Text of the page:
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This is RHEL 5.6 and GNU find 4.2.27.

I am trying to exclude a directory from find, and want to make sure that directory isn't descended into. I've seen plenty of posts saying -prune will do this - and it does. I can run this command:

find . -type d -name "./.snapshot*" -prune -o -print

and it works. I run it through strace and verify it is NOT descending into .snapshot.

I also want to find directories ONLY at a certain level. I can use mindepth and maxdepth to do this:

find . -maxdepth 8 -mindepth 8 -type d

and it gives me all the dirs 8 levels down, including what's in .snapshot.

If I combine the prune and mindepth and maxdepth options:

find . -maxdepth 8 -mindepth 8 -type d \( -path "./.snapshot/*" -prune -o -print \)

the output is right - I see all the dirs 8 levels down except for what's in .snapshot, but if I run that find through strace, I see that .snapshot is still being descended into - to levels 1 through 8.

I've tried a variety of different combinations, moving the precedence parens around, reording expression components - everything that yields the right output still descends into .snapshot.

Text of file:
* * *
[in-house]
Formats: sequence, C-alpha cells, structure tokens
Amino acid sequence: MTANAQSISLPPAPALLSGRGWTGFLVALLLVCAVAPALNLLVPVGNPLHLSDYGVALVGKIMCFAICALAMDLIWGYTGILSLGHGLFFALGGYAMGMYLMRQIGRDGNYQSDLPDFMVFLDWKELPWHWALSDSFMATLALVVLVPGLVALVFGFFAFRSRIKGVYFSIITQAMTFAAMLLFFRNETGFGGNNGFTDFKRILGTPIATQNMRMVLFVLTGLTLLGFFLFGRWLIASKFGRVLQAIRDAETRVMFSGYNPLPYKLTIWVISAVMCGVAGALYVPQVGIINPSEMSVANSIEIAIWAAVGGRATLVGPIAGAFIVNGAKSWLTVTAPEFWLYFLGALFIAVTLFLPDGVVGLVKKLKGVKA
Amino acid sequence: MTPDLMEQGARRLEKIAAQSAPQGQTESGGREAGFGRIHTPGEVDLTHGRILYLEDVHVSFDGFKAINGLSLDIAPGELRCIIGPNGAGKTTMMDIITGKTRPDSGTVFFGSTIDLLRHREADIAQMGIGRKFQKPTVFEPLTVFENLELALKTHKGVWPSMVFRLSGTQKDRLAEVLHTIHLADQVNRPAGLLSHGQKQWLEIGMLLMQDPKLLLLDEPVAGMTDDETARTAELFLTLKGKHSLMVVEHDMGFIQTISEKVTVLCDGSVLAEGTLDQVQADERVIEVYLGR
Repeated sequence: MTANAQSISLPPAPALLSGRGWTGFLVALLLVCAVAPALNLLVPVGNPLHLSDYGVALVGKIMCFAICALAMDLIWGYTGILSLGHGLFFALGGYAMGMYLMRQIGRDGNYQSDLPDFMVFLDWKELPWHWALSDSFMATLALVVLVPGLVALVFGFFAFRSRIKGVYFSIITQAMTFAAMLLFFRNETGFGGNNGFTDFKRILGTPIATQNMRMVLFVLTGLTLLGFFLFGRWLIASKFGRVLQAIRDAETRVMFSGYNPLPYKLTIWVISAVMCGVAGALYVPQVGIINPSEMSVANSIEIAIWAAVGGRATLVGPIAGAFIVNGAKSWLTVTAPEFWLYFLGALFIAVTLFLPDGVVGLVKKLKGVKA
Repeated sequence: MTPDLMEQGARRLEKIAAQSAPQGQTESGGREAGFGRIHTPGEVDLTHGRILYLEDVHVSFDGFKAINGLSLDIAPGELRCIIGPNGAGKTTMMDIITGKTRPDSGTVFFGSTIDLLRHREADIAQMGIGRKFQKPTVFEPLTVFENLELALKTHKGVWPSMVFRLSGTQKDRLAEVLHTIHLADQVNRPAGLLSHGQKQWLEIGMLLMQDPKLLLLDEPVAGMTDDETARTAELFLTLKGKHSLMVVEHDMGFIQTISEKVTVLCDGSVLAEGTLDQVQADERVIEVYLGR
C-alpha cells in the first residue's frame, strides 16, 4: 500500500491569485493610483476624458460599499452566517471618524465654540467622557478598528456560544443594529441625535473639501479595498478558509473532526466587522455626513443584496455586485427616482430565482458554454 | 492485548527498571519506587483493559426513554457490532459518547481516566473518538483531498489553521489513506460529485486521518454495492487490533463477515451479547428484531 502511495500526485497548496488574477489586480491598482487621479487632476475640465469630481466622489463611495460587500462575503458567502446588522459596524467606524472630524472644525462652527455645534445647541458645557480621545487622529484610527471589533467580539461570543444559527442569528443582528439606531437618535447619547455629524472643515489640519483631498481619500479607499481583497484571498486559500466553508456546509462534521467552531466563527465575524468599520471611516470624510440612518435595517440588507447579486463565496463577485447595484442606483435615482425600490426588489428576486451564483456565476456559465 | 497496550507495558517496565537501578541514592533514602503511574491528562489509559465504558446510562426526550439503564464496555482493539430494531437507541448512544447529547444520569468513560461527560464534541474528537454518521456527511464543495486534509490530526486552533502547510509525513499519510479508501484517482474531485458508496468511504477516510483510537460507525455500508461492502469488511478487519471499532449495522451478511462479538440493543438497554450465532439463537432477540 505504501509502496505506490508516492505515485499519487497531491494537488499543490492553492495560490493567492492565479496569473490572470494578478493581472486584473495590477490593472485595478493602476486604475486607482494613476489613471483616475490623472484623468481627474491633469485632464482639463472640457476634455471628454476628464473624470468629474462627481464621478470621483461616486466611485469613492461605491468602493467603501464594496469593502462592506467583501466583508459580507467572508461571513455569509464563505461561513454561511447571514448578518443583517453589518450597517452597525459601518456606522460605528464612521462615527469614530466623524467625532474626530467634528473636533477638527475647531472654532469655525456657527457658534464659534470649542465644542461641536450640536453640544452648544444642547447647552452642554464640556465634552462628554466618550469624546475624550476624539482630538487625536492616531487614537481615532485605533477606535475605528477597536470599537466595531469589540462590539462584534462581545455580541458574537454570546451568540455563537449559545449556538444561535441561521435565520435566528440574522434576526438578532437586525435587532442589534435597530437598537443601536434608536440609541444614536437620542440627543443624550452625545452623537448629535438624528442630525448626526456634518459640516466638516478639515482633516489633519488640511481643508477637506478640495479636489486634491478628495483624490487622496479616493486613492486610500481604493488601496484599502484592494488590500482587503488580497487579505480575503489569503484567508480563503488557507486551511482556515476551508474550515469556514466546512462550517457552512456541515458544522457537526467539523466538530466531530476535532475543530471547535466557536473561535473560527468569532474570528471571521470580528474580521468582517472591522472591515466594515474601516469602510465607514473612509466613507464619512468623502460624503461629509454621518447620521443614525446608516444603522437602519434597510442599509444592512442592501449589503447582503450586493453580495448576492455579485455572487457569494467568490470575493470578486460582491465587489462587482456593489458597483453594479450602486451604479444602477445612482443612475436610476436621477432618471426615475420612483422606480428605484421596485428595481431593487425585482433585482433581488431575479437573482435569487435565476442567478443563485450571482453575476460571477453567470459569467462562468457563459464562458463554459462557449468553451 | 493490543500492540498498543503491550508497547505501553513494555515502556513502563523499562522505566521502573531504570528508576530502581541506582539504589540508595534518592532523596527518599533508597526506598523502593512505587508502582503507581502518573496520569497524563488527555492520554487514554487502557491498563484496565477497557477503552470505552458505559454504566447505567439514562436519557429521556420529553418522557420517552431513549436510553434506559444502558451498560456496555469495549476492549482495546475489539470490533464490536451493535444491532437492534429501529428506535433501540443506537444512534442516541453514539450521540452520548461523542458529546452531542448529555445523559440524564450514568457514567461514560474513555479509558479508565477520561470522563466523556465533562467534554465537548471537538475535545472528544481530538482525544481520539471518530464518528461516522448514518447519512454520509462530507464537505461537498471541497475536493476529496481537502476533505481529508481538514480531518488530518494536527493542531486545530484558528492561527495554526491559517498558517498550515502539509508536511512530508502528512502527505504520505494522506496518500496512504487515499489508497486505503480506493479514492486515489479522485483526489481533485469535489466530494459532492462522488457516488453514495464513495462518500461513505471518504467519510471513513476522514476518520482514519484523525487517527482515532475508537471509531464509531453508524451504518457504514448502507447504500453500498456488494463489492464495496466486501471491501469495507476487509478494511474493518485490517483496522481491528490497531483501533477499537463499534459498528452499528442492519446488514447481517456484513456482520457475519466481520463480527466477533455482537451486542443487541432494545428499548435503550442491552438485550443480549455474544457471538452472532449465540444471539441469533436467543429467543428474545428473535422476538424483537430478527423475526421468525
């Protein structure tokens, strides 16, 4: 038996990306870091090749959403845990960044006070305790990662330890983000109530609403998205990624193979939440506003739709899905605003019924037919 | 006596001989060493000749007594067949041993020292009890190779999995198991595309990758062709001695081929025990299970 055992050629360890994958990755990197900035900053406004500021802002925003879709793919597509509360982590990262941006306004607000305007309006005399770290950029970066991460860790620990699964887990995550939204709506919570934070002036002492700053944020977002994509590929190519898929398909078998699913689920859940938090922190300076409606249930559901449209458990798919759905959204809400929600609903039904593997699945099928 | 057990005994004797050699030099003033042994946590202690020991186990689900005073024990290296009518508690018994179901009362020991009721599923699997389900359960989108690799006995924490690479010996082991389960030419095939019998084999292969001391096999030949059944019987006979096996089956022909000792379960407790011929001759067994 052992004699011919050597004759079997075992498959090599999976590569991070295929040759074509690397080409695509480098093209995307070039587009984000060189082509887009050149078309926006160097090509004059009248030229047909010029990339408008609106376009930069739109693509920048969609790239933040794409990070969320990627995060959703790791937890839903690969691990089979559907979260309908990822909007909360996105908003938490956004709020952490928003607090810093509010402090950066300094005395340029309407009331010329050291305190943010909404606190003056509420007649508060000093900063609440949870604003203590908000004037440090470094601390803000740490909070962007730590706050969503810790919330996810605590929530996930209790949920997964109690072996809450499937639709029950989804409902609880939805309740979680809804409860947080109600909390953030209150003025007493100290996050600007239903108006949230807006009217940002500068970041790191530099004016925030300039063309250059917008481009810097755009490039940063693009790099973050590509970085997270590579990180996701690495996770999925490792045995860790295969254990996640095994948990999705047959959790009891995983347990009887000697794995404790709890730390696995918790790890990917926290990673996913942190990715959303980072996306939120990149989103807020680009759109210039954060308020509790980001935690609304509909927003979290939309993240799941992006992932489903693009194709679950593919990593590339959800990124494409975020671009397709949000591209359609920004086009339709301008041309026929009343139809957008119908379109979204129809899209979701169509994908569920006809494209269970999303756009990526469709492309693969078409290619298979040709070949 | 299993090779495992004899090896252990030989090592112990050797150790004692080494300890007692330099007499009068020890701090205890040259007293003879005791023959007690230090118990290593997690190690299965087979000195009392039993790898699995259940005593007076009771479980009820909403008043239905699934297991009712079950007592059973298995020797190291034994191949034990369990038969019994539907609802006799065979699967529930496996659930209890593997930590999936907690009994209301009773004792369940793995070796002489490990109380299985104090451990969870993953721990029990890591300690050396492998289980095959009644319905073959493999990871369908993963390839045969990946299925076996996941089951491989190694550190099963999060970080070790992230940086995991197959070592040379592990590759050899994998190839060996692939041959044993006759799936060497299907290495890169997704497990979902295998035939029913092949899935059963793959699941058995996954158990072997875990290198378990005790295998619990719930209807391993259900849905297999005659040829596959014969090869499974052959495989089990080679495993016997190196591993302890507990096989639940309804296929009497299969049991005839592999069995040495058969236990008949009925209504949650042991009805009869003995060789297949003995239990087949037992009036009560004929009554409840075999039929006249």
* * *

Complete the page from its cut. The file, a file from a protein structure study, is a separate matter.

I see in the man page that -prune doesn't work with -depth, but doesn't say anything about mindepth and maxdepth.

Can anyone offer any advice?

Thanks... Bill

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2 Answers 2

I think this is your answer. -mindepth seems to turn off all test till that level. kind of a bummer.

(right from "man find")

   -mindepth levels
          **Do not apply any** tests or actions at levels less than levels (a non-negative integer).
          '-mindepth 1' means process all  files  except  the  command line arguments.
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I'm adding this as another answer because it's a different take on the issue. You could try the find command like this :

find * .[^s][^n]* (other switches/args)

It would avoid the .snapshot directory by using the shell instead of the find switches. granted it's not perfect but maybe it's close enough for what you are doing.

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